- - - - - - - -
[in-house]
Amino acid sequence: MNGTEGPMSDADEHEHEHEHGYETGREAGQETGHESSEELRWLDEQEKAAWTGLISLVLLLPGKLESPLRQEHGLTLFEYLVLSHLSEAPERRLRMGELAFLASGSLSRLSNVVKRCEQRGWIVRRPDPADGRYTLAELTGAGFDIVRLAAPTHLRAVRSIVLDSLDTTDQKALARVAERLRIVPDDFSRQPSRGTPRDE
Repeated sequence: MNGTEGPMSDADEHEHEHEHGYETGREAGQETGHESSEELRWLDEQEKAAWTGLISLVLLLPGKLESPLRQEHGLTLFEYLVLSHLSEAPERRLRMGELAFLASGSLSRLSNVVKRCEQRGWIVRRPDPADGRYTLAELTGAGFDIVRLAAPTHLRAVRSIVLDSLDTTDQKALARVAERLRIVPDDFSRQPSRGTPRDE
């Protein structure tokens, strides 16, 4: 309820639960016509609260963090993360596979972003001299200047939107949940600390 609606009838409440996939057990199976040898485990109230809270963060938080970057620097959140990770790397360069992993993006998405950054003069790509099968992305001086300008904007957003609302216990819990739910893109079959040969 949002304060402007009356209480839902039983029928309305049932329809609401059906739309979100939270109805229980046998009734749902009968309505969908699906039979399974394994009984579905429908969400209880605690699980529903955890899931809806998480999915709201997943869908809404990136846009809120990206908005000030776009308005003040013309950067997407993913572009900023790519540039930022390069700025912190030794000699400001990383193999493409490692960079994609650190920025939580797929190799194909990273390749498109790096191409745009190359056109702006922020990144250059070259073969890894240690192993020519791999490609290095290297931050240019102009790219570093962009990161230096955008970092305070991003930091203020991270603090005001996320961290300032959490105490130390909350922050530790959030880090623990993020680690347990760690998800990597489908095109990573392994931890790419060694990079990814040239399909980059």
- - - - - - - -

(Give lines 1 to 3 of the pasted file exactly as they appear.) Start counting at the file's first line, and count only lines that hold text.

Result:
[in-house]
Amino acid sequence: MNGTEGPMSDADEHEHEHEHGYETGREAGQETGHESSEELRWLDEQEKAAWTGLISLVLLLPGKLESPLRQEHGLTLFEYLVLSHLSEAPERRLRMGELAFLASGSLSRLSNVVKRCEQRGWIVRRPDPADGRYTLAELTGAGFDIVRLAAPTHLRAVRSIVLDSLDTTDQKALARVAERLRIVPDDFSRQPSRGTPRDE
Repeated sequence: MNGTEGPMSDADEHEHEHEHGYETGREAGQETGHESSEELRWLDEQEKAAWTGLISLVLLLPGKLESPLRQEHGLTLFEYLVLSHLSEAPERRLRMGELAFLASGSLSRLSNVVKRCEQRGWIVRRPDPADGRYTLAELTGAGFDIVRLAAPTHLRAVRSIVLDSLDTTDQKALARVAERLRIVPDDFSRQPSRGTPRDE